The congregation of the East Brady United Methodist Church gathered Saturday afternoon in a special service to celebrate its founding 150 years ago.
The majority of the service was spent hearing from previous ministers who served at the church as they reminisced about their tenure and experiences.
Pastor Kate Karaba has only been the church’s minister since June. She said it was the caring attitude of the congregation that edged her out of retirement and back into ministry.
“When my granddaughter came in and she said ‘Grandma, they are so nice”, that said it all, Karaba said. “The people at these churches (East Brady and Sligo) are wonderful. And they have given me the courage to go on again. I was retired for several years and it gave me the courage to just keep on doing what I did before and I’m loving it.”
Karaba replaced Pastor Lola Turnbull, who served the church from 2017 until June 2019. Turnbull said she was proud of the Sunday School structure.
“I love to see all the children and all the adults that are involved in a way that doesn’t happen in a lot of places. The children are from different families; sometimes they are shared across families. Our teachers here every single week adapt. Sometimes there are two kids; sometime there are 15. Just to see the joy of the teachers and the kids and the excitement that comes on into worship is special to me,” Turnbull said.
Pastor Rick Russell is now serving a Methodist church in Brush Valley, Indiana County. He pastured East Brady from 2002 until 2011.
“My experience at this church was one of overwhelming love,” Russell reflected. “There was just constant love from these folks. They were willing to step up. I remember when there were some needs in the community and these people stepped up. Everybody says little churches don’t do anything – but this little church stepped up and provided for people that were in need every time. They set up the food bank. They set up the help with people that had no furniture. That is one of the best experiences – watching this church do things that only it could do.”
Pastor Chuck Hildbold is now serving a church in Jennerstown, PA. However, in 1985 when he arrived in East Brady as a new husband and minister, he said the congregation “nurtured” him. Because of his youthfulness, he had the pleasure of being involved in the church’s youth group.
“We really had a lot of kids in the youth group,” Hildbold remembers. “We went to Creation and often partnered with some of the other churches in town. I got to play the piano a lot so we had a lot of music. We did play a game called ‘tuna’ which the kids always loved, that is basically hide-and-go-seek in the church in the dark. And, I married a lot of the youth group kids that were here so that’s always nice to be able to look at them and say ‘Hey, I married them and they have kids now.’ This was home for a long time. They nurtured a young guy that really didn’t know what he was doing and they were really kind, really great.”
Member Jim Corbett, who said he was nine years old when the cornerstone of the existing church building was laid in 1950, took items from the time capsule and presented them to the congregation. The Reverend Russell C. Moore was the minister at that time.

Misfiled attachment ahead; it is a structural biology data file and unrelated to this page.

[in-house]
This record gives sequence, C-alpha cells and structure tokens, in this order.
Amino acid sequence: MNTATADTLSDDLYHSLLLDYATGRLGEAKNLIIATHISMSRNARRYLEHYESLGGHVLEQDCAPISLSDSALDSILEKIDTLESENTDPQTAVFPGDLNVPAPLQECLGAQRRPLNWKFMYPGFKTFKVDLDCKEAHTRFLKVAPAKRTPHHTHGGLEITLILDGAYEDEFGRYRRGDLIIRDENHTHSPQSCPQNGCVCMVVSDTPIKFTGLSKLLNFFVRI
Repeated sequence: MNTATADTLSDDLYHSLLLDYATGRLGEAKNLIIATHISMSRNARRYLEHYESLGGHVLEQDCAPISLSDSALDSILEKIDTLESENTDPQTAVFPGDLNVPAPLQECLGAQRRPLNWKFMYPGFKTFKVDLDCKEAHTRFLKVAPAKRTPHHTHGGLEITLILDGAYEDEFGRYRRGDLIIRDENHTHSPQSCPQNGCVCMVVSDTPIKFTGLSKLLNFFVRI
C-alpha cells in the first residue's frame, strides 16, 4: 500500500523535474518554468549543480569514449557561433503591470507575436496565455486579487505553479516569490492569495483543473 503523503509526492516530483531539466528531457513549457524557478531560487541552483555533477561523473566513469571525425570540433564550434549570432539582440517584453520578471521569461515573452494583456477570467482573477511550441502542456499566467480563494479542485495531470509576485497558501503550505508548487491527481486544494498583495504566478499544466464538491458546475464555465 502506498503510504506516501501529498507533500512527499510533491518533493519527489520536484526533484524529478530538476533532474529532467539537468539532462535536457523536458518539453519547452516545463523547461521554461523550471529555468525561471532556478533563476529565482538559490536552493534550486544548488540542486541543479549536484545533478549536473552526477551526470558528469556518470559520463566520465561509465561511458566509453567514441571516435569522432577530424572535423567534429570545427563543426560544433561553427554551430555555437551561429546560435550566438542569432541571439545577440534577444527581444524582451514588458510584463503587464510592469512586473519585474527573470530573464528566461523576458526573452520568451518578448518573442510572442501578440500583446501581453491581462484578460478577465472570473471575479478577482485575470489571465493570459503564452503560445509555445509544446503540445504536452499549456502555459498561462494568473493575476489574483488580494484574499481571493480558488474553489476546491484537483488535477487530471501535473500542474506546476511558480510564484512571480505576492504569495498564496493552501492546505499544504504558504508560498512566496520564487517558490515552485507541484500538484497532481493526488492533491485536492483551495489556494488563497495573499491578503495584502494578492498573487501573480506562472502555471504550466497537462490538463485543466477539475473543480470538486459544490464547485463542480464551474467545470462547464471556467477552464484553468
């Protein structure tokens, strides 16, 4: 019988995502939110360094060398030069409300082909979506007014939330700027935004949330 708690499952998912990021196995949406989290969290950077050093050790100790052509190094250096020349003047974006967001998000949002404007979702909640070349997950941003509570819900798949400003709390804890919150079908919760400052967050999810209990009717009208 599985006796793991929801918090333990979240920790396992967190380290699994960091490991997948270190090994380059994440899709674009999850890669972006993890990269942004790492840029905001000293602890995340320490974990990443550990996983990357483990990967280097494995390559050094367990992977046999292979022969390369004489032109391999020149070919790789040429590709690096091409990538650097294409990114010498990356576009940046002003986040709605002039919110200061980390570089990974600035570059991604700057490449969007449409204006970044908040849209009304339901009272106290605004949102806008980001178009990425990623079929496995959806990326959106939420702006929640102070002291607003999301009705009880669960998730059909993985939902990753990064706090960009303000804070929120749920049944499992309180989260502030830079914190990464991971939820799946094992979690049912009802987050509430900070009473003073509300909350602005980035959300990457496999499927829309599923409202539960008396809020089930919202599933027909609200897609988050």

Inside the time capsule was several Bibles, a wooden church replica that were sold when the church was built as souvenirs, and a brass cylinder that held the complete hand-written listing of the membership rolls at the time the church was built.
He read off many of the names, which included the families of the Shays, Stanleys, Kings, Prestons, Murphys, Abernathys, Vasbinders, Rottman, McKinneys, Whites, Fraisers, Hogans, Miles, Montgomerys, and many more including Austin and Sadie Miller.
“When I was young, Austin and Sadie were the custodians of the church. And they were strict. They didn’t let you do much of anything!”
Corbett reflected on the life of member Melda Montgomery.
“She was a blind lady. They told us that she was not born blind, but as a youngster, a doctor put the wrong drops in her eyes that took her vision. When I was a young fella in high school, I worked at the Chevy garage here and Melda would always come in to see the new cars. Now she was totally blind. She would rub her hands over the fenders. They would open the doors and let her feel the upholstery. ‘Oh my, that’s beautiful’ she would say. I remember her standing here at the pulpit with a very thick large Braille Bible. She read it like you would read from a printed page. When Sally and I were first married, we lived in Butler. We always didn’t get home to come to church. No matter how little we got here, I would walk into church on Sunday morning and say, ‘Good morning Melda’ and she would say ‘Hi Jim!’ She knew me right away.”
Corbett said the congregation was very aggressive at paying off the current structure built in 1950 by having various sales and donations.
“I would come home from school and my mother would say, ‘Don’t touch that cake – it’s going to a bake sale at the church!’ Corbett recalled. “The church was built for $75,000. It was paid for in full within five years.”
Pastor Hildbold’s wife, Cheryl, an accomplished vocalist, shared a song with the congregation near the conclusion of the service. Pastor Karaba had the congregation sing “Pass It On” and “How Great Thou Art”. Pastor Turnbull lead the congregation in a participation song and prayed the benediction.
To contact the church, call 724-526-5646 or email: EastBradySligoUMCs@gmail.com